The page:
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Research Spending & Results

Award Detail

Doing Business As Name:University of Kansas Center for Research Inc
  • Brian B Laird
  • (785) 864-4632
  • Yinglong Miao
  • Ward H Thompson
  • Suzanne M Shontz
Award Date:09/17/2021
Estimated Total Award Amount: $ 687,060
Funds Obligated to Date: $ 687,060
  • FY 2021=$687,060
Start Date:10/01/2021
End Date:09/30/2024
Transaction Type:Grant
Awarding Agency Code:4900
Funding Agency Code:4900
CFDA Number:47.070
Primary Program Source:040100 NSF RESEARCH & RELATED ACTIVIT
Award Title or Description:MRI: Acquisition of a High-Performance Computing Cluster for Science and Engineering Research at the University of Kansas
Federal Award ID Number:2117449
DUNS ID:076248616
Parent DUNS ID:007180078
Program:Major Research Instrumentation
Program Officer:
  • Alejandro Suarez
  • (703) 292-7092

Awardee Location

Street:2385 IRVING HILL RD
Awardee Cong. District:02

Primary Place of Performance

Organization Name:University of Kansas Center for Research, Inc.
Street:2385 IRVING HILL RD
Cong. District:02

Abstract at Time of Award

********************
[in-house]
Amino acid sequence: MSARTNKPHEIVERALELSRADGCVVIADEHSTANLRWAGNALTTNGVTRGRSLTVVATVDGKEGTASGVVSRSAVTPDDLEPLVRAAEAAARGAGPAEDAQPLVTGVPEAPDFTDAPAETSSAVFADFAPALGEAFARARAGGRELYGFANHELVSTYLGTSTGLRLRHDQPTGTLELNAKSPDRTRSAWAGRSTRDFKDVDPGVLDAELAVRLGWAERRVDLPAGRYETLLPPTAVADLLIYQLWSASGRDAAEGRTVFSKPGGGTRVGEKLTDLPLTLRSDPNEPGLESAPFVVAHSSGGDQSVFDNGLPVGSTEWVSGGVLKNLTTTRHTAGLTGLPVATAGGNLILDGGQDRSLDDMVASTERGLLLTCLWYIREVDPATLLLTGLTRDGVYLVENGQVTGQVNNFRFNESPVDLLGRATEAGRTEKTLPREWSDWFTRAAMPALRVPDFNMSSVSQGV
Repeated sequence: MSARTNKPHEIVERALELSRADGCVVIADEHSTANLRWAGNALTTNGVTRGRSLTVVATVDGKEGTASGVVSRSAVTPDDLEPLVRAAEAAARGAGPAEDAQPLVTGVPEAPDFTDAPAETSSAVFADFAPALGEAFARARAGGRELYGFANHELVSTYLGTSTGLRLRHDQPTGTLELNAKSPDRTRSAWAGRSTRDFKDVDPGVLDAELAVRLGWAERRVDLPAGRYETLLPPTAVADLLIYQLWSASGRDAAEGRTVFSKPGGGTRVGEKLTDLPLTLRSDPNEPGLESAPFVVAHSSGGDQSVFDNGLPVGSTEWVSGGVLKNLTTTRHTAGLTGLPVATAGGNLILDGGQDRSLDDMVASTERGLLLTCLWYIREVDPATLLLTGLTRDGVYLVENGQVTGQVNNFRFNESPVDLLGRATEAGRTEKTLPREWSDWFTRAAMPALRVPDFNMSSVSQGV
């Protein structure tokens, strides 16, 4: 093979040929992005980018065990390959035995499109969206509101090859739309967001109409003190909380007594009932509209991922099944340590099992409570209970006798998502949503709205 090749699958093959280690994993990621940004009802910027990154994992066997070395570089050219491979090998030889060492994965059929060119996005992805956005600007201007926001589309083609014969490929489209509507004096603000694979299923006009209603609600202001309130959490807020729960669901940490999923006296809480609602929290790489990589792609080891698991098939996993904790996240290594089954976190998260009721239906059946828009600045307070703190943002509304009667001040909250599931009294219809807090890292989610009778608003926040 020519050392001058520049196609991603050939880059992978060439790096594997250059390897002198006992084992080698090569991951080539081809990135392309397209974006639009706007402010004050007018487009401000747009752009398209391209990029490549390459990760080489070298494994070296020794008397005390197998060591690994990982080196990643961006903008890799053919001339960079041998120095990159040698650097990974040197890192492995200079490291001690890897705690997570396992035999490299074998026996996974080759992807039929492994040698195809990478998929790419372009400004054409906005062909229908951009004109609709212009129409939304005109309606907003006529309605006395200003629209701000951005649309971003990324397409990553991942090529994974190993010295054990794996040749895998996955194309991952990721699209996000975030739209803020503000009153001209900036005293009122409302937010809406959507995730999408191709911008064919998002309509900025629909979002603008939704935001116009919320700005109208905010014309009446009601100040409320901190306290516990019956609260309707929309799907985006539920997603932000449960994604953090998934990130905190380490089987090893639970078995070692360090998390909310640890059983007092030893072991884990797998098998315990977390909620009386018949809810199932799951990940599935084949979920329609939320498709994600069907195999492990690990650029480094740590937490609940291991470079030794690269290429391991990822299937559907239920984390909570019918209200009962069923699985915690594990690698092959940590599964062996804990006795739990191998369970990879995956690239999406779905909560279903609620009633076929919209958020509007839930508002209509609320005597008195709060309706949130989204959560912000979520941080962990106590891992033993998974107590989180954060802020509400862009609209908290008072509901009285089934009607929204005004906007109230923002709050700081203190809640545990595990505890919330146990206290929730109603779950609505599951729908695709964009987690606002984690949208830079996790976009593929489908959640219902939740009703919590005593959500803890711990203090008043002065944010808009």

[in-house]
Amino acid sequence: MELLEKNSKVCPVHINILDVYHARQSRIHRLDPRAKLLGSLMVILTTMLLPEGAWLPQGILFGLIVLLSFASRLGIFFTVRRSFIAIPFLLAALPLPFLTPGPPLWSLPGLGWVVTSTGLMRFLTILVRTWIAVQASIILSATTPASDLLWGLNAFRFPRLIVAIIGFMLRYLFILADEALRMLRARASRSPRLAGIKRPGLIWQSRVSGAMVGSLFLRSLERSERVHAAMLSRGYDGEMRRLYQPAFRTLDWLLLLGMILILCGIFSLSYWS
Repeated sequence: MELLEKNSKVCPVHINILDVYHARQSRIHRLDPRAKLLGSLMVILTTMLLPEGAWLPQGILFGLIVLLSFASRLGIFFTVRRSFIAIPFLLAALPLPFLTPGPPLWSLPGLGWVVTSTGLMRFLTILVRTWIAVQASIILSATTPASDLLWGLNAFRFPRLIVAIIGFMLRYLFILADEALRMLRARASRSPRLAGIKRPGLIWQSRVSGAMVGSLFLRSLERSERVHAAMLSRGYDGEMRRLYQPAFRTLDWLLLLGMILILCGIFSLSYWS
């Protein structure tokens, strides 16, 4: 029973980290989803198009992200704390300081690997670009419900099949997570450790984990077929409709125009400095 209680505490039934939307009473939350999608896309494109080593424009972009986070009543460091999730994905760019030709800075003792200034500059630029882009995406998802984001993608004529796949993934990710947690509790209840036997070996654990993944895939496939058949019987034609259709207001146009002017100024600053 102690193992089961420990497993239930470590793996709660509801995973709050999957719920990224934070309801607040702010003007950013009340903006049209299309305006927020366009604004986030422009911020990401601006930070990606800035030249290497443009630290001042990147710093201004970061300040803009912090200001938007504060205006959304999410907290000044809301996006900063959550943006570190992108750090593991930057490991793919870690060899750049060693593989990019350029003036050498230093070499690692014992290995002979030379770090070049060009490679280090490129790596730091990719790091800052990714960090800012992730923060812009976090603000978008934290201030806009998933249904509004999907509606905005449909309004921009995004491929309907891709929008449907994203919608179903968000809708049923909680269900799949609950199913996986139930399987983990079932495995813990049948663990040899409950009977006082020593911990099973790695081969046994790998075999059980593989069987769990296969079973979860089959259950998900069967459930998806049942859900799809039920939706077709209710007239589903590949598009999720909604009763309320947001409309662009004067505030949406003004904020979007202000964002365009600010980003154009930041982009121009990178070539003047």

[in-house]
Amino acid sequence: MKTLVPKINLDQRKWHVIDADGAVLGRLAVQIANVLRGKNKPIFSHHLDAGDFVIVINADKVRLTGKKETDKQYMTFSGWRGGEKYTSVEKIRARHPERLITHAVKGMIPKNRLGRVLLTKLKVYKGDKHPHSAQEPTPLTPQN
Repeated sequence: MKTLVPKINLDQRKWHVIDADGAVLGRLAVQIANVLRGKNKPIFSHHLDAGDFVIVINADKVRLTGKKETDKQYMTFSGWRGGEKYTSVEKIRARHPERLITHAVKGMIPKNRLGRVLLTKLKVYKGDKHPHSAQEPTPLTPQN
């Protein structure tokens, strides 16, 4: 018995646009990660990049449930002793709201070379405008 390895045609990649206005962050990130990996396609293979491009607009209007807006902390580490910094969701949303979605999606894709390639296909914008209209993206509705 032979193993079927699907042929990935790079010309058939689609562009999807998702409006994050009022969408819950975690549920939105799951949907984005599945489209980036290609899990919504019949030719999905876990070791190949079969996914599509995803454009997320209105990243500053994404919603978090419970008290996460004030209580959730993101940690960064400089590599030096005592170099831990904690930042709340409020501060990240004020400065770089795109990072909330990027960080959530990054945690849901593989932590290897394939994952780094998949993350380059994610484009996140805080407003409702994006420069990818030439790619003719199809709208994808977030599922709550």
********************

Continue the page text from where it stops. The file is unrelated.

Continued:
A High Performance Computing (HPC) cluster resource will be built at the University of Kansas (KU) that will advance computational science and engineering at KU and selected Primarily Undergraduate Institutions (PUIs). This cluster, nicknamed BigJay, will be part of the KU Community Cluster housed in the state-of-the-art Advanced Computing Facility and maintained by the KU Center for Research Computing (CRC). The major users form a multidisciplinary group from 11 different academic departments/programs at KU: Aerospace Engineering, Bioengineering, Chemistry, Chemical and Petroleum Engineering, Computational Biology, Electrical Engineering and Computer Science, Geography, Geology, Mathematics, Molecular Biosciences, and Physics & Astronomy. In addition, faculty and undergraduate researchers from four different Primarily Undergraduate Institutions (PUIs) with ties to KU (The College of St. Scholastica, Prairie View A&M University, Hobart & William Smith College, and the University of Southern Indiana) will have access to the enabled computational resources. Additionally, workshops will be offered by the CRC and participants on cluster use and advanced computational methods, that will also be available to students (and faculty) from KU and the participating PUIs. The proposed HPC resources will enable exposure to HPC techniques to students in graduate and advanced undergraduate courses. Finally, the BigJay cluster will stimulate increased interdisciplinary collaborations centered around HPC, including with the PUI faculty participants. BigJay will be made up of a mix of CPU, high-memory CPU, and GPU-enabled processors and include gigabit ethernet and high-speed Infiniband networking. The proposed configuration was chosen to reflect the diverse computing need of the participants. The fundamental research enabled by BigJay will span algorithm development, computational methodology, machine learning, and theoretical descriptions of physical systems. The work will impact problems of importance to society ranging from the development of battery materials to cancer recognition to optimization of catalytic systems, as well as improved theories of physical and biological systems. Interdisciplinary collaborations will be facilitated by the workshops that will introduce students and faculty across disciplines. These will be used as an opportunity to identify commonalities in research topics, numerical methods, and computational tools. Collaborations will also be encouraged by instituting a Computational Research Symposium, consisting of posters and short talks, that will be held biannually for the participants, as well as others who are engaged in computational research on the KU campus. The proposed purchase will substantially enhance HPC research efforts at KU and the PUIs and make participating research groups potentially more competitive for funding from federal, non-profit, or industrial sources. It will further be used to enhance student training in scientific and technical computing through research, the CRC and participant-led workshops, and inclusion of HPC components in graduate and advanced undergraduate courses. This project is jointly funded by the Major Research Instrumentation (MRI) program, the Established Program to Stimulate Competitive Research (EPSCoR), and the Computer & Information Science & Engineering (CISE) Directorate. This award reflects NSF's statutory mission and has been deemed worthy of support through evaluation using the Foundation's intellectual merit and broader impacts review criteria.

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